Basic Structure of the Department
- The Government Department offers one major and one minor. Requirements for both can be accessed through the department's website.
- Most courses offered by the department fall into one of four subfields:
- American Politics (30s): his sub field focuses on the study of U.S. political institutions, processes, and behavior. People who study American politics study elections, Supreme Court decisions, social movements, Congressional politics, interest groups, political parties, federalism, state and local politics, public policy, and so on. GOVT 3 is the introduction to the subfield.
- Comparative Politics (20s and 40s): This sub field focuses on the study of politics and policy in other countries, often comparing the politics of one nation to that of another nation. In other words, Comparativists do for other countries what Americanists do for the United States. Comparativists also study democratization and dictatorship, revolution, political parties, economic development, nationalism, and so on. GOVT 4 is the introduction to the subfield.
- International Relations (50s): This sub field focuses on the study of interactions among sovereign states and other actors in the international arena. People who study IR study diplomacy, trade, war, international law and international organizations (e.g. the UN), and so on. GOVT 5 is the introduction to the subfield.
- Political Theory and Public Law (60s): This sub field focuses on the theoretical and philosophical questions raised by the ways human beings wield power and seek justice. GOVT 6 is the introduction to the subfield.
- Many courses, and the interests of most faculty members, span sub field divisions. Students are urged to identify a topic or puzzle of interest to them, then chase that topic or puzzle across the sub fields (and indeed, across academic departments and programs).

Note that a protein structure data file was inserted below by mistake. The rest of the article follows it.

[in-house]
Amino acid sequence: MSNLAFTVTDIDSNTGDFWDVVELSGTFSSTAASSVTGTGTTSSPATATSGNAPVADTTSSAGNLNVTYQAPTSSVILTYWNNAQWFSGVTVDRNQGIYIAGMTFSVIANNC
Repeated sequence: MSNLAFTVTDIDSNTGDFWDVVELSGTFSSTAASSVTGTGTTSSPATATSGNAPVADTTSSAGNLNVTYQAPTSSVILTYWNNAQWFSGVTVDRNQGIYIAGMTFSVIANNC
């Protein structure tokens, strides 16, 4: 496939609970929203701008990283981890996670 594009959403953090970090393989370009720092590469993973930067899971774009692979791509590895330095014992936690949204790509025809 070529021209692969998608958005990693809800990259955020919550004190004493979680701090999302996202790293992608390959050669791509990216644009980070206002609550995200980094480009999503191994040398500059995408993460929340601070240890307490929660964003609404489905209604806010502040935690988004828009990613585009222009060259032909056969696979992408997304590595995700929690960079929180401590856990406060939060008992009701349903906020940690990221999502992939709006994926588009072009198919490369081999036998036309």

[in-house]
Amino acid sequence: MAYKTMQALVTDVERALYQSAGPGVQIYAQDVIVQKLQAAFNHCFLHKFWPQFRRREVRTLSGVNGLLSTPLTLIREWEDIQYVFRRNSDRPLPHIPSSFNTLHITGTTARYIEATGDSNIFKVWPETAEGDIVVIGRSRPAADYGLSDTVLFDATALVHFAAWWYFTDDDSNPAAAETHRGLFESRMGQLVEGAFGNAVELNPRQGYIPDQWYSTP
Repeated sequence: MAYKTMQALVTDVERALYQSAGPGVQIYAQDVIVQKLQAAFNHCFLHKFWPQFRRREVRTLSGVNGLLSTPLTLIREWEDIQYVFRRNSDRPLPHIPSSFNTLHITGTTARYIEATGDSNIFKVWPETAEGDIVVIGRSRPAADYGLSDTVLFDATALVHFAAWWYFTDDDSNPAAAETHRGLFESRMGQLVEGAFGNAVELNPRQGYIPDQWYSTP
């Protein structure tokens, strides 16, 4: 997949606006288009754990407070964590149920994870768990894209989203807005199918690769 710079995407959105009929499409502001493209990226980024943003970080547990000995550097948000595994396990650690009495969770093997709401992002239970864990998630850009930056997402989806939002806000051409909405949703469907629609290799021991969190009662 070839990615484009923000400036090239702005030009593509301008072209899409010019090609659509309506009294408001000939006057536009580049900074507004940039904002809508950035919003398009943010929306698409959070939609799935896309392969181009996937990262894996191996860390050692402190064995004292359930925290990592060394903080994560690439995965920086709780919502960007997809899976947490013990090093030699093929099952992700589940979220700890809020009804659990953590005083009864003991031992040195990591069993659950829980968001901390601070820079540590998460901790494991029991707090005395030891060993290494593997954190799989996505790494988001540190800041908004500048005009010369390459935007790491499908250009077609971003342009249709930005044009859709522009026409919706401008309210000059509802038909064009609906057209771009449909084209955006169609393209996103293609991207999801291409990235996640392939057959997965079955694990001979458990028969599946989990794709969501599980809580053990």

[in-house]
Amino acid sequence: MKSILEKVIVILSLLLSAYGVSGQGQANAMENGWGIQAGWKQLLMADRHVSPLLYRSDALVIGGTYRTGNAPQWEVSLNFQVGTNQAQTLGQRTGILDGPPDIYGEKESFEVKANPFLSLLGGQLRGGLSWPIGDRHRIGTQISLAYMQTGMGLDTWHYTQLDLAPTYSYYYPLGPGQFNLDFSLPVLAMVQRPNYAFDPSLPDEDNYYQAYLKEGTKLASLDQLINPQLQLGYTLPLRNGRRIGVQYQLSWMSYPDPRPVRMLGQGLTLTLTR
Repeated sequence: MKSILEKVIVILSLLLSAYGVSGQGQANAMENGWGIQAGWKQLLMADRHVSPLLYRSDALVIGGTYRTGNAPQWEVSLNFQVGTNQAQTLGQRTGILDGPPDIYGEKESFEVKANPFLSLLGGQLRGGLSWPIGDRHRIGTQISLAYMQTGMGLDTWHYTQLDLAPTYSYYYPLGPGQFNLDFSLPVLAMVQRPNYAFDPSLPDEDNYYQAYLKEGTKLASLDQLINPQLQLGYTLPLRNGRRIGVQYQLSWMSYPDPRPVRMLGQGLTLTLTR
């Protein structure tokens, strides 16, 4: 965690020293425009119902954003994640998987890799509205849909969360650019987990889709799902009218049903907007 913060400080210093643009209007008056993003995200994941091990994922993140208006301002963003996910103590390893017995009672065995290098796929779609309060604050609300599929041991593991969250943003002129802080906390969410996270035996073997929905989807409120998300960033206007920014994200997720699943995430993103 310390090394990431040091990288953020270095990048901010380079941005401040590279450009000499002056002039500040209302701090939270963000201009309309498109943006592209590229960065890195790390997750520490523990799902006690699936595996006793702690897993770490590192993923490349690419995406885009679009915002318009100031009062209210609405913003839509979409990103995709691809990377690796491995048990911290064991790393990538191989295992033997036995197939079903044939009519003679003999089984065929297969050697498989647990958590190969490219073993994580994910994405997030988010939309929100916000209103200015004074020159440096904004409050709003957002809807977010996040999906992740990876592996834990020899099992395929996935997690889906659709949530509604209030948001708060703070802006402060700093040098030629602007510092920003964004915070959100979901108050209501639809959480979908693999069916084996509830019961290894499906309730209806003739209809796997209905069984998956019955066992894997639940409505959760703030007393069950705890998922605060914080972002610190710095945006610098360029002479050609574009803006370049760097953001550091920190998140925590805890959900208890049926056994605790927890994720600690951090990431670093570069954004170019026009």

- The Government department sponsors two off-campus programs, one to London, and one domestic program to Washington, DC. Prerequisites for the London program are GOVT 4 or 5 (or equivalent courses or course work). Prerequisites for the DC program are GOVT 3 or other course work in American Politics. Most students who participate in the Government FSP have been Government majors.
Information for the First-Year Student Who Plans on Pursuing Studies in Government
- Each of the four introductory courses (3, 4, 5, and 6) is associated with one of the sub fields described above. These courses are appropriate for first-year students, and are offered frequently. Majors are required to take at least two of the four introductory courses, and the sooner they are taken, the better.
- Prerequisite for the major is GOVT 10 (offered fall, winter and spring terms), ECOM 10, or MATH 10, with a grade no lower than C. Another course in statistics and the methods of social science may be substituted for GOVT 10, with permission of the department chair. AP credit for MATH 10 does not count as the prerequisite for the Major unless a student takes a GOVT 10 equivalency test.
Current Enrollments, Class Size, and Distributives
The Government home page